It is three months ago today that I witnessed the senseless murder of Nathan Cirillo at The Ottawa War Memorial by a putative terrorist (or as I prefer to think of him, a madman with a gun). Since then we’ve had attacks in a café in Australia, at school a Pakistan, in Paris and in the north of Nigeria. We’ve also had various acts of equally meaningless violence carried out by all sorts of individuals who have persuaded themselves they have a reason to kill. Some of it is inspired by ideology, some inspired by nothing but voices in their head.
You cannot witness such a thing without being changed. At first, in deference to my British heritage, I practiced the stiff upper lip, vowing to keep calm and carry on. All well and good. But gradually the horror began to seep into my bones. Eventually I relented and went to my doctor who diagnosed me with mild depression and symptoms of PTSD. Utilizing time, cognitive therapy (the only system for those who believe in the triumph of reason over emotion) and the love and support of friends, family and, most of all, my wife, I got past all that. I am not perfect but I’m better.
Still, I am a changed person. This came home to me the other day. For my birthday this year, Liz has bought me a vacation and, almost on a whim, we decided to go to Turkey. One of the first things several people asked was: aren’t you afraid to go to the Middle East? Quite apart from the fact that Istanbul is mostly in Europe and most of Turkey is hundreds – perhaps as much as a thousand – kilometres from ISIL, the answer is no, I’m not afraid.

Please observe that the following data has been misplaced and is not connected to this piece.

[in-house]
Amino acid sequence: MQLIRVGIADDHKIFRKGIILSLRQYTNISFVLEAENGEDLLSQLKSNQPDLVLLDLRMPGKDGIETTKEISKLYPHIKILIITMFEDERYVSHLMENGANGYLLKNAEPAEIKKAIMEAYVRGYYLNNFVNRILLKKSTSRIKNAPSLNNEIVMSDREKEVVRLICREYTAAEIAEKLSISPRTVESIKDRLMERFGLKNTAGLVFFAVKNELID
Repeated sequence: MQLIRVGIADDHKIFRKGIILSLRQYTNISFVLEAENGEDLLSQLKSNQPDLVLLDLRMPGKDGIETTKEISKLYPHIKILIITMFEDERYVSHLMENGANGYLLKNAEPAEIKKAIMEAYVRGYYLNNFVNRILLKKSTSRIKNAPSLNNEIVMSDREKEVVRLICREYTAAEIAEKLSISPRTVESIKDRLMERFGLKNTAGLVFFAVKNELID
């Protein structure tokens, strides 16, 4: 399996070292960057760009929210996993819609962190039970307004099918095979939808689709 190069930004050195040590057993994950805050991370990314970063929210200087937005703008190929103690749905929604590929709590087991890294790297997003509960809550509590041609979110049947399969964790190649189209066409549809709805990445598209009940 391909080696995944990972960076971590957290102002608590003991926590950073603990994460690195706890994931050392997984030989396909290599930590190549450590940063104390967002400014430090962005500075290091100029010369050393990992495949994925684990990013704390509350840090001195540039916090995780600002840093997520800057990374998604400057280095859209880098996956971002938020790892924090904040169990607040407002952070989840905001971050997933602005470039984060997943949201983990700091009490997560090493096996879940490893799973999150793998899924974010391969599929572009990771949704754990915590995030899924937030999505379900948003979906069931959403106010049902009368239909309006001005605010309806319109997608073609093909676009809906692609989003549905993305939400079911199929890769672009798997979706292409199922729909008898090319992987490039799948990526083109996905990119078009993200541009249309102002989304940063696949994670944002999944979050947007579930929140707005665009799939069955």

After all, as the right like to tell us (endlessly), we are not safe anywhere; we are, therefore, equally safe everywhere. Am I now fearless? Hardly. I fear for my safety every time I walk on an icy street – falls can be so nasty. I’m scared of being run over by a crazy driver preoccupied with texting his boss about trivialities. And of course, I live in dread of bears. These are rational fears of things evolution and common sense have taught me are dangerous.
But while I am not fearless (only fanatics and fools are), I am neither fearful. And where there is no fear there is no terror.
I was reminded of a central fact of life by a young comedian last night on television. The one thing that unites us, that brings every single human being together, no matter what their race, religion or social class, is that we are all going to die. (Neither doctors not terrorists can change that fact, only the timing.) That’s what we are on the earth to do.
So while we’re waiting we should love one another, dance in the sunlight, think glorious thoughts, speak our mind and stop jumping at shadows or fretting about boogeymen under the bed. The world is not a safe place – it never has been and never will be – but that doesn’t mean we can’t feel safe, secure in the knowledge that the world is also a beautiful place and we need to enjoy every minute of it in the brief time that we have. And fear has no place there.
And that’s ten minutes.